Overall, though, while Zimmer is the more highly rate prospect, I actually prefer Papi by a slight margin. Let me tell you why.
First, while neither player has hit for a ton of power to date, I think Papi's swing is a bit better suited to projecting more power in the future. While Zimmer has better speed, Papi is still fast enough, and actually has a bit stronger arm. Most importantly, while Zimmer has the better strikeout rate, Papi is a much, much more patient hitter, with a walk rate almost double that of Zimmer. (10.9% for Zimmer vs 20.2%[!] for Papi.) I can't help but be enamoured of the contact ability of Zimmer in particular, but give me the player who takes more walks and drives the ball for power more often.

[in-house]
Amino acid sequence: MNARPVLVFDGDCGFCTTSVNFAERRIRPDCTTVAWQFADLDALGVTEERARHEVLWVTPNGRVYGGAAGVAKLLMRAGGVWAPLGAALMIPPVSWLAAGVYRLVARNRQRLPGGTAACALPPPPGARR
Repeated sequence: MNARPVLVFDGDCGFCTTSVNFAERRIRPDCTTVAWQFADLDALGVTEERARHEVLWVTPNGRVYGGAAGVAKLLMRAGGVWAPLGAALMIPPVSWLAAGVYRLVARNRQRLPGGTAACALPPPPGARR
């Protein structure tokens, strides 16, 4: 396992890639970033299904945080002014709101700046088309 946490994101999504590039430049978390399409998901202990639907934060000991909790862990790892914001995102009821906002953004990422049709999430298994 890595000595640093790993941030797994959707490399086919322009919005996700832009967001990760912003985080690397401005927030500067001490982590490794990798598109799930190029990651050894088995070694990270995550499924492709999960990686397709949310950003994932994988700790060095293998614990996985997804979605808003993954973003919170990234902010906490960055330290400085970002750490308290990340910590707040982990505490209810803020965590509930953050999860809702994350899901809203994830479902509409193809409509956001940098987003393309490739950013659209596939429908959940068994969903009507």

Oh, one other, final thing about Papi: he plays for Virginia, which features one of the toughest home parks (and toughest conferences overall), for hitters in college baseball. We know the Cardinals have tended to focus on park factors to a certain extent when picking college hitters, most notably with Kolten Wong and Matt Adams, both of whom played in parks that tended to tamp down offensive numbers. Just something to think about with Papi, that his bat could actually play quite a bit better once he escapes Virginia's home field.
While I wouldn't necessarily put Papi quite in the league of those high-end bat-first players like Schwarber, Gillaspie, or Braxton Davidson, the high school slugger I actually like as well as (or better than), either, he's a much more well-rounder player while having offensive upside I don't see as being all that far off what those guys have to offer. Definitely a player I would feel very good about drafting in the supplemental or early second round.
I'll wrap this up here so as not to be any later than I already am. I'll see you again soon, everyone, as we count down the final days until the draft. Take care.